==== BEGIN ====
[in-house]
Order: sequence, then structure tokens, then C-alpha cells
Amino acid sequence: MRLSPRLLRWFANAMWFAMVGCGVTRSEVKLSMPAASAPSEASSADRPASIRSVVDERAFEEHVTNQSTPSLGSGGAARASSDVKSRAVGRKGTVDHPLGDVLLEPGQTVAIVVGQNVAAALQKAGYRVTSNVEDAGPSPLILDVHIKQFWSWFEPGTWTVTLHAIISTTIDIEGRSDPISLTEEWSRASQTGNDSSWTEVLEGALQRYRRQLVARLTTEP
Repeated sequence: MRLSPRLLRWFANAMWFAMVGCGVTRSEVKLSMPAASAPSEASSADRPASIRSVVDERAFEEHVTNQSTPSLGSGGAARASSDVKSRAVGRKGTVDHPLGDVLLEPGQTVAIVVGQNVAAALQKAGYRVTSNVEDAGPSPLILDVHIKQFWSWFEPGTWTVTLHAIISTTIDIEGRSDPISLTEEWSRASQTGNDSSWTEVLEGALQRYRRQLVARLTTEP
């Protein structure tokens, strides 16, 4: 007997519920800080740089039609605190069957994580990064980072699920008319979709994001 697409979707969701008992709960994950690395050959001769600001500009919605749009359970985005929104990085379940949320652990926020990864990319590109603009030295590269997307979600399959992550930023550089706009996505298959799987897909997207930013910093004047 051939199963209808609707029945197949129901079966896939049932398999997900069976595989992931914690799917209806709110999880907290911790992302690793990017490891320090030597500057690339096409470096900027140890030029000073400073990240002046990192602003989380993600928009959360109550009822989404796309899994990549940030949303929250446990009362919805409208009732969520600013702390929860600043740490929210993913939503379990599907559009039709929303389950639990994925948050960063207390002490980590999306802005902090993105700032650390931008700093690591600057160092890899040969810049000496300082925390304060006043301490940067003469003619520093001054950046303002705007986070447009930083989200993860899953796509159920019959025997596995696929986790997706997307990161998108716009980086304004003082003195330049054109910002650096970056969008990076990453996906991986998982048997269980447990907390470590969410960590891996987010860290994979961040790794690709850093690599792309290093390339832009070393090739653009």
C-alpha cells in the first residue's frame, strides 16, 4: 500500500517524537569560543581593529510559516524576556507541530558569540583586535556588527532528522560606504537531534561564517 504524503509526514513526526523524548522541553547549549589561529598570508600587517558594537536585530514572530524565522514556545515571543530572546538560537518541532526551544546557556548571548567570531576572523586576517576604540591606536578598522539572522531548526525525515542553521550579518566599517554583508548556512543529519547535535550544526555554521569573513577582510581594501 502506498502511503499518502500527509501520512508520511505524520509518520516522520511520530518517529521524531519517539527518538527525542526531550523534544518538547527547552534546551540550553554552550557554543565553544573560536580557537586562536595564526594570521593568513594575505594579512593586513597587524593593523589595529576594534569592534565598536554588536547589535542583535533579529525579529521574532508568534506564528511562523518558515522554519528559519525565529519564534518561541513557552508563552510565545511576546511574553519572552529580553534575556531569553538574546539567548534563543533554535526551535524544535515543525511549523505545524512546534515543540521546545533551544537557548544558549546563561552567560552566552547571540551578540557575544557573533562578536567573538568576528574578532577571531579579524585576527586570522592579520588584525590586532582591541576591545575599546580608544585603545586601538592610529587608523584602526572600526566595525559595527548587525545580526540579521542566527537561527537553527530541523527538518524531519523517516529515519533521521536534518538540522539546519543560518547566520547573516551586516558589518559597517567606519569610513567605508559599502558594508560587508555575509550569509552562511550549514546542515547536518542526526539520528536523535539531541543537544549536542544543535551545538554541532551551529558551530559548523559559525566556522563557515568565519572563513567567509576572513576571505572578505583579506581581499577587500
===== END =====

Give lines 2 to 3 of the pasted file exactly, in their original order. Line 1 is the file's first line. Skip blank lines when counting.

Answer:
Order: sequence, then structure tokens, then C-alpha cells
Amino acid sequence: MRLSPRLLRWFANAMWFAMVGCGVTRSEVKLSMPAASAPSEASSADRPASIRSVVDERAFEEHVTNQSTPSLGSGGAARASSDVKSRAVGRKGTVDHPLGDVLLEPGQTVAIVVGQNVAAALQKAGYRVTSNVEDAGPSPLILDVHIKQFWSWFEPGTWTVTLHAIISTTIDIEGRSDPISLTEEWSRASQTGNDSSWTEVLEGALQRYRRQLVARLTTEP